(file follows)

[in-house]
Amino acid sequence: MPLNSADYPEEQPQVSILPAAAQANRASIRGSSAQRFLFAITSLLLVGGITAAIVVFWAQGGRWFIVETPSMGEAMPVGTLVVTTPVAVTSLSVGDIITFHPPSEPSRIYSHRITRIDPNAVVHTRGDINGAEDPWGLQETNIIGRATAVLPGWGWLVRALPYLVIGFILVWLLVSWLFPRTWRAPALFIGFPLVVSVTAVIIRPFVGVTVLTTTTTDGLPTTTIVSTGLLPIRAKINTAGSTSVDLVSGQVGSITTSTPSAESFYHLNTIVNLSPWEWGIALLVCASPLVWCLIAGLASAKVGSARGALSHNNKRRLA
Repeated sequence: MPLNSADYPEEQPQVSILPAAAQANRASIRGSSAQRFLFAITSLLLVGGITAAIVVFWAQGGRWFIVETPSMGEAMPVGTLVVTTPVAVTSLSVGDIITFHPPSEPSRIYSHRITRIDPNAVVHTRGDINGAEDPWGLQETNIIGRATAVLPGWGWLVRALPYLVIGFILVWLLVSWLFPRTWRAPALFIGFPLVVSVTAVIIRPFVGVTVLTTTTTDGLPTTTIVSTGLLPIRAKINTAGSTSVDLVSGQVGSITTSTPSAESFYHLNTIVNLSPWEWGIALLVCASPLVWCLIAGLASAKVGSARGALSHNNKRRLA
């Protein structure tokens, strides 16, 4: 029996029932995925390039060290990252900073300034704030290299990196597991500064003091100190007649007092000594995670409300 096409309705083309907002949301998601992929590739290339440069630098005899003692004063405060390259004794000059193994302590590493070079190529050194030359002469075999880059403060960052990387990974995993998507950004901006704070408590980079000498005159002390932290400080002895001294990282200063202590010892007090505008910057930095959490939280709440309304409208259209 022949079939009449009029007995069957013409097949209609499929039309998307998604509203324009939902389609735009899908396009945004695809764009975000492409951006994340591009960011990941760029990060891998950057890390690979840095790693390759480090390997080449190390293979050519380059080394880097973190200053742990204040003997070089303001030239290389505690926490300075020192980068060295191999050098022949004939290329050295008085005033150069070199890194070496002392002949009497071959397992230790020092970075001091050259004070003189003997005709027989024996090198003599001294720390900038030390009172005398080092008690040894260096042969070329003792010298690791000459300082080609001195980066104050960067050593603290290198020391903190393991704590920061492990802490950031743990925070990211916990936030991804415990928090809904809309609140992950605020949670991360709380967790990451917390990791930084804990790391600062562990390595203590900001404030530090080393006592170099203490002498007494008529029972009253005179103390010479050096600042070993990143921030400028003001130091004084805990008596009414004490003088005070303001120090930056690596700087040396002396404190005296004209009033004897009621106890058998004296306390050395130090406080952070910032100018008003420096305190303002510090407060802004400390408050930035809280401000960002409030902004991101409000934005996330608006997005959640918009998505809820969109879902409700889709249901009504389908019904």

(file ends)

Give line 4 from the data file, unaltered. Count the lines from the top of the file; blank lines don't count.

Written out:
């Protein structure tokens, strides 16, 4: 029996029932995925390039060290990252900073300034704030290299990196597991500064003091100190007649007092000594995670409300 096409309705083309907002949301998601992929590739290339440069630098005899003692004063405060390259004794000059193994302590590493070079190529050194030359002469075999880059403060960052990387990974995993998507950004901006704070408590980079000498005159002390932290400080002895001294990282200063202590010892007090505008910057930095959490939280709440309304409208259209 022949079939009449009029007995069957013409097949209609499929039309998307998604509203324009939902389609735009899908396009945004695809764009975000492409951006994340591009960011990941760029990060891998950057890390690979840095790693390759480090390997080449190390293979050519380059080394880097973190200053742990204040003997070089303001030239290389505690926490300075020192980068060295191999050098022949004939290329050295008085005033150069070199890194070496002392002949009497071959397992230790020092970075001091050259004070003189003997005709027989024996090198003599001294720390900038030390009172005398080092008690040894260096042969070329003792010298690791000459300082080609001195980066104050960067050593603290290198020391903190393991704590920061492990802490950031743990925070990211916990936030991804415990928090809904809309609140992950605020949670991360709380967790990451917390990791930084804990790391600062562990390595203590900001404030530090080393006592170099203490002498007494008529029972009253005179103390010479050096600042070993990143921030400028003001130091004084805990008596009414004490003088005070303001120090930056690596700087040396002396404190005296004209009033004897009621106890058998004296306390050395130090406080952070910032100018008003420096305190303002510090407060802004400390408050930035809280401000960002409030902004991101409000934005996330608006997005959640918009998505809820969109879902409700889709249901009504389908019904």